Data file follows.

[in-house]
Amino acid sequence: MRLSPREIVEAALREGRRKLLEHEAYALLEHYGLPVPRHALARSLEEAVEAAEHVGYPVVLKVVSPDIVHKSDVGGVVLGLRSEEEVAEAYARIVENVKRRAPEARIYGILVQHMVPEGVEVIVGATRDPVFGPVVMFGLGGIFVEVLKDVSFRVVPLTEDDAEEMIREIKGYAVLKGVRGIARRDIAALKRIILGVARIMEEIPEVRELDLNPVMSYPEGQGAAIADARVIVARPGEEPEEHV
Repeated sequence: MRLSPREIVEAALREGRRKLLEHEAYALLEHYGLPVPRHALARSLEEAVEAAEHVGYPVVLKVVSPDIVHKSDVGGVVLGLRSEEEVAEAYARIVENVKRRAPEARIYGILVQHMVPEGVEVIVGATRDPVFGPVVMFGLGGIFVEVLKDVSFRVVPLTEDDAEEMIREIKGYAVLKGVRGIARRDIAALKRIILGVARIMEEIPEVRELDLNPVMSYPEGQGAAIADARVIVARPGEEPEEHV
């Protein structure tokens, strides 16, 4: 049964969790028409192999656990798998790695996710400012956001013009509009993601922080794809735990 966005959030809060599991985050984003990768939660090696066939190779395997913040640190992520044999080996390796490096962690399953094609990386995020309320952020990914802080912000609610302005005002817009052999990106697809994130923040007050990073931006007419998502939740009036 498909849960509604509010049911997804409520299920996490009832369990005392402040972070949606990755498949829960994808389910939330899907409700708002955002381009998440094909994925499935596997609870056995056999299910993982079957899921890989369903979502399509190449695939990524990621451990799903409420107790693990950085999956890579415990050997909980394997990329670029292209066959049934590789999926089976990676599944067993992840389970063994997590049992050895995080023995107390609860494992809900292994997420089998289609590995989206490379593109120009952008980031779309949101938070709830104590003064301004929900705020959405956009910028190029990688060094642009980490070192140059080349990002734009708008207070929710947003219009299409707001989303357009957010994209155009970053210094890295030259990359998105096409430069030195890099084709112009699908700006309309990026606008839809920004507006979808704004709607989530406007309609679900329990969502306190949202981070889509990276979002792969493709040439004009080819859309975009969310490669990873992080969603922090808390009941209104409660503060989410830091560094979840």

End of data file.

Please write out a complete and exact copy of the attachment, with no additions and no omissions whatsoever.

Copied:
[in-house]
Amino acid sequence: MRLSPREIVEAALREGRRKLLEHEAYALLEHYGLPVPRHALARSLEEAVEAAEHVGYPVVLKVVSPDIVHKSDVGGVVLGLRSEEEVAEAYARIVENVKRRAPEARIYGILVQHMVPEGVEVIVGATRDPVFGPVVMFGLGGIFVEVLKDVSFRVVPLTEDDAEEMIREIKGYAVLKGVRGIARRDIAALKRIILGVARIMEEIPEVRELDLNPVMSYPEGQGAAIADARVIVARPGEEPEEHV
Repeated sequence: MRLSPREIVEAALREGRRKLLEHEAYALLEHYGLPVPRHALARSLEEAVEAAEHVGYPVVLKVVSPDIVHKSDVGGVVLGLRSEEEVAEAYARIVENVKRRAPEARIYGILVQHMVPEGVEVIVGATRDPVFGPVVMFGLGGIFVEVLKDVSFRVVPLTEDDAEEMIREIKGYAVLKGVRGIARRDIAALKRIILGVARIMEEIPEVRELDLNPVMSYPEGQGAAIADARVIVARPGEEPEEHV
């Protein structure tokens, strides 16, 4: 049964969790028409192999656990798998790695996710400012956001013009509009993601922080794809735990 966005959030809060599991985050984003990768939660090696066939190779395997913040640190992520044999080996390796490096962690399953094609990386995020309320952020990914802080912000609610302005005002817009052999990106697809994130923040007050990073931006007419998502939740009036 498909849960509604509010049911997804409520299920996490009832369990005392402040972070949606990755498949829960994808389910939330899907409700708002955002381009998440094909994925499935596997609870056995056999299910993982079957899921890989369903979502399509190449695939990524990621451990799903409420107790693990950085999956890579415990050997909980394997990329670029292209066959049934590789999926089976990676599944067993992840389970063994997590049992050895995080023995107390609860494992809900292994997420089998289609590995989206490379593109120009952008980031779309949101938070709830104590003064301004929900705020959405956009910028190029990688060094642009980490070192140059080349990002734009708008207070929710947003219009299409707001989303357009957010994209155009970053210094890295030259990359998105096409430069030195890099084709112009699908700006309309990026606008839809920004507006979808704004709607989530406007309609679900329990969502306190949202981070889509990276979002792969493709040439004009080819859309975009969310490669990873992080969603922090808390009941209104409660503060989410830091560094979840």